The and advantages of a revelation. To leave period was like a long erening, the gloom room for any remarks that may be sugof which was often brightened by events gested in our progress, we shall divide our that, like 'God's lightning, enlightened the observations into three separate articles, world, and the earth saw and trembled;' beginning with the causes, nature, and and the silence of which was often dis- consequences of the superstition of the turbed by judgments that pealed over the Greeks. nations like thunder, awaking in every The ancient history of Greece is underland the echo, ‘Be still, and know that I stood to reach back to about 1800 years am God. During the same period the before Christ, but as the authentic period history of the West was emphatically that only begins about the time when the Olymof times of ignorance which God winked pic games were instituted in the year 776 at;' a night whose deep darkness had no B.C., the history of the first thousand is vision, and whos dead slumber had no chiefly fabulous. During this long mil. dream; even the bright stars which arose lennium of romance, there was not only at the dawn, and whose light is now seen time for the early traditions of the country in the most distant climes and times, were to multiply, but as these were recited by then unknown, and shed their lustre like wandering minstrels the simplest events the gems in the caves of ocean, or the were magnified into marvellous legends, flowers in the solitudes of the desert. It and fact and fiction became so blended may be interesting to the reader to that it is now difficult to say where fact glance at the causes and consequences of begins, or where fiction ends. Also, aš that darkness, to notice the dawn of phi- these traditions were full of the chivalrous losophy as it struggles to break through deeds of their ancestors, it was natural for the clouds of superstition, and to mark its an enterprising and warlike people to veneeclipse when the world becomes covered rate the memory of their most distinwith gloom, and man, groping in doubt guished chiefs; and the transition from and sinking in depravity, longs for the veneration to worship being easy, the light of a better day. The superstition Greeks were led to believe the minstrels, and the philosophy of the West have had and to regard their heroes as gods. Thus such an influence on society, that a brief the mists of tradition, the myths of poetry, outline of their nature and tendency is in- and the mysteries of religion, combined dispensable in any sketch of its progress; to form the hero worship of Greece, and these may be forgotten in the civil history identified it with the traditions, the literaof nations, but they cannot be overlooked ture, and the customs of the country. To in the biography of man. We are aware illustrate this it may be necessary to glance that, however interesting this subject may at the writings of their early poets, the be to the student of history, it may not be chief of whom were Hesiod and Homer. attractive to the general reader, and that, About the year 1000 B.C., Hesiod comas the former will easily find a better posed his Theogany,' or generation of the guide, unless we succeed in exciting the gods, in which he professes to give an accuriosity and in engaging the attention of count of all that were then worshipped or the latter, our efforts will be useless; there- acknowledged as divinities. But though fore, any formal attempt to review the the book begins with the first principles of poetry of Greece, or to arrange its schools the heathen system, that chaos—the rude and explain its systems of philosophy, and shapeless mass of matter, composing would be equally beyond our capacity and the yet unformed globe-was the parent design. We can only notice the effects of its of all, and that heaven and earth were the poetry, and some of the speculations of immediate parents of all visible things; yet those men who have distingushed them- the philosopher soon sinks in the poet, selves by their efforts and discoveries, and and the Greeks, instead of being furnished left their names like mile-stones in the with a system, were only favoured with a path of knowledge, to mark its progress song. In his description of the gods he and guide and encourage others in the labours so hard to reduce the absurd to the pursuit of wisdom. Our observations natural, and to elevate the mean to the must be general, and may be superficial; noble, inventing narratives when he wishes but if we should only glean a portion of to instruct, and altering and embellishing the mera gossip of literature, we hope to tradition when he wishes to please, that No. VI.--NEW SERIES.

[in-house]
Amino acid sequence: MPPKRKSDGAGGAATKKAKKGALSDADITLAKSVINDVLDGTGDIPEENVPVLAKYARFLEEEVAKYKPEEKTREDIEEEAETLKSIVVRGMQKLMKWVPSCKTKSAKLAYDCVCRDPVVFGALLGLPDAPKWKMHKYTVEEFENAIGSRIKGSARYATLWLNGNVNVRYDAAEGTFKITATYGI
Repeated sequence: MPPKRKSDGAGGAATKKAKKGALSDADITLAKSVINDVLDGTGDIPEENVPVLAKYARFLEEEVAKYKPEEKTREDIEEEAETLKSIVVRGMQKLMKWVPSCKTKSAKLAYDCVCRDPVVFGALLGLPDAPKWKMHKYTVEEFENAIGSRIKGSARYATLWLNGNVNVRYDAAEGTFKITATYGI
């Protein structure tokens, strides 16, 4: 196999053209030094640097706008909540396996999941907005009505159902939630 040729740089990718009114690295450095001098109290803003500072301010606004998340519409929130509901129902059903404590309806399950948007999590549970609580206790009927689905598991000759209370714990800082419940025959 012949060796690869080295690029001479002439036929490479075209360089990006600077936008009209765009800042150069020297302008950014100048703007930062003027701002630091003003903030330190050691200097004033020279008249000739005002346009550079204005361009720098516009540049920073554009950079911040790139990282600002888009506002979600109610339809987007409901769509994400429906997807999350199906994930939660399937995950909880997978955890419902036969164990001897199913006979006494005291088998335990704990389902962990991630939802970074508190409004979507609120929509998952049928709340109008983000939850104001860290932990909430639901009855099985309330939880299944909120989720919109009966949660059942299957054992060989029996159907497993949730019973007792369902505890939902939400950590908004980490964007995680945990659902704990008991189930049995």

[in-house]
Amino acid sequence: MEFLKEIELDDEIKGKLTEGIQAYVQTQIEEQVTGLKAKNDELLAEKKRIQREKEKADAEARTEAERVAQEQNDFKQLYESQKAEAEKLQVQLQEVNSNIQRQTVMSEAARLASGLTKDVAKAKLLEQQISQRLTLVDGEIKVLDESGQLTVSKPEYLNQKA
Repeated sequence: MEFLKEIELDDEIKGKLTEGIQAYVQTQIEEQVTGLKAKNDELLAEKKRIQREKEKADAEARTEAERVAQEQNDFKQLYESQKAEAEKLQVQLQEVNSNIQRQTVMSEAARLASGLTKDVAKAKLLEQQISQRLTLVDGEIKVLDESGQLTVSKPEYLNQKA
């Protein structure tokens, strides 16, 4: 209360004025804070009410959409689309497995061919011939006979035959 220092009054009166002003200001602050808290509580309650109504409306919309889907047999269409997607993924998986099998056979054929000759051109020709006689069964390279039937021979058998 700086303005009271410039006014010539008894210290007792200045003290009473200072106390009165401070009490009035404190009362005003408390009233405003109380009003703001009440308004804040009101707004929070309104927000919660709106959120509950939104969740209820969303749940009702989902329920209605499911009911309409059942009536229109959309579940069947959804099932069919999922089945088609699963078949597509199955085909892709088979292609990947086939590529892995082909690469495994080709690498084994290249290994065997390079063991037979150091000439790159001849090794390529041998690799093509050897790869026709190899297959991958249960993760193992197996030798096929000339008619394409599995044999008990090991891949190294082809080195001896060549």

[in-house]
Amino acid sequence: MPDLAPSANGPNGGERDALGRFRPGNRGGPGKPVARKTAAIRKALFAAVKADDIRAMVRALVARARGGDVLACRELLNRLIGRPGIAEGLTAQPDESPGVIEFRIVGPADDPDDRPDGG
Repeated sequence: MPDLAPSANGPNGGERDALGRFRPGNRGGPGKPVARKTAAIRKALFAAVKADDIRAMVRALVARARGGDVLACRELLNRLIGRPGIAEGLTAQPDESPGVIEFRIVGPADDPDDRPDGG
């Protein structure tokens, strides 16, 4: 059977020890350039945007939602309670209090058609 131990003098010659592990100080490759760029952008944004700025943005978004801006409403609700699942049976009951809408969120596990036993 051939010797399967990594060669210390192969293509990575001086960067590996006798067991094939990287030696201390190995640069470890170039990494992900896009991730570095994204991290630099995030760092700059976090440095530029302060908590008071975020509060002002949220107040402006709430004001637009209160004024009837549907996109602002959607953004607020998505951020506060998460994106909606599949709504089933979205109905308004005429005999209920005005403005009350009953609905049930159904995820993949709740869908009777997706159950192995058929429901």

his light only makes the darkness visible, loom, and weaving the sad story of her life, and the path through the wilderness of and moistening with her tears this memotradition is made' more wild and uncertain. rial of her early friends, manifests the eleHence his works, though quoted by the ments of a better nature than the jealous philosophers, were never popular. It was and termagant Juno on the throne of reserved for his contemporary, Homer, to heaven. Even Jupiter, the great 'cloud give the lyre a more certain sound, and as compeller,' himself, when stripped of the it was his genius which moulded the re glory with which the genius of the poet ligion and customs of his country, his has surrounded his station, and exhibited! works are more worthy of our attention. as irritated by the cabals of heaven, en